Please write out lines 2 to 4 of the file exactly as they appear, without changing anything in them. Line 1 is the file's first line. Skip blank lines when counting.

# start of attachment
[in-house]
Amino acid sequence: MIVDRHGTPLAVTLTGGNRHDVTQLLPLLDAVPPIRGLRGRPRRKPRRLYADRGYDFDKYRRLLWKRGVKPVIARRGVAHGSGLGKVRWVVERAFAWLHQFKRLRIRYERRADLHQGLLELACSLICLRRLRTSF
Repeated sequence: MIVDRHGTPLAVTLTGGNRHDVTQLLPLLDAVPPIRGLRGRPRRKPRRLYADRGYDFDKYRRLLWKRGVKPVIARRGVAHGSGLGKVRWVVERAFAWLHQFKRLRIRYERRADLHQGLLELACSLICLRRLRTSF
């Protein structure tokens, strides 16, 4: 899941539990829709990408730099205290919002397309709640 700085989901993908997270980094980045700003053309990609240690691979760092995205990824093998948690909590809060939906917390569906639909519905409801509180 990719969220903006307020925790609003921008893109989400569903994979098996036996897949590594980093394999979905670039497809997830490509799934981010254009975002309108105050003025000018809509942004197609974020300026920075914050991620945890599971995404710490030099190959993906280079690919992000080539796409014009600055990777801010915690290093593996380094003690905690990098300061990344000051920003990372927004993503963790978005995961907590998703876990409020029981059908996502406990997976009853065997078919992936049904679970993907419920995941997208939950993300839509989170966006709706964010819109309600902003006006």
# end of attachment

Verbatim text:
Amino acid sequence: MIVDRHGTPLAVTLTGGNRHDVTQLLPLLDAVPPIRGLRGRPRRKPRRLYADRGYDFDKYRRLLWKRGVKPVIARRGVAHGSGLGKVRWVVERAFAWLHQFKRLRIRYERRADLHQGLLELACSLICLRRLRTSF
Repeated sequence: MIVDRHGTPLAVTLTGGNRHDVTQLLPLLDAVPPIRGLRGRPRRKPRRLYADRGYDFDKYRRLLWKRGVKPVIARRGVAHGSGLGKVRWVVERAFAWLHQFKRLRIRYERRADLHQGLLELACSLICLRRLRTSF
């Protein structure tokens, strides 16, 4: 899941539990829709990408730099205290919002397309709640 700085989901993908997270980094980045700003053309990609240690691979760092995205990824093998948690909590809060939906917390569906639909519905409801509180 990719969220903006307020925790609003921008893109989400569903994979098996036996897949590594980093394999979905670039497809997830490509799934981010254009975002309108105050003025000018809509942004197609974020300026920075914050991620945890599971995404710490030099190959993906280079690919992000080539796409014009600055990777801010915690290093593996380094003690905690990098300061990344000051920003990372927004993503963790978005995961907590998703876990409020029981059908996502406990997976009853065997078919992936049904679970993907419920995941997208939950993300839509989170966006709706964010819109309600902003006006």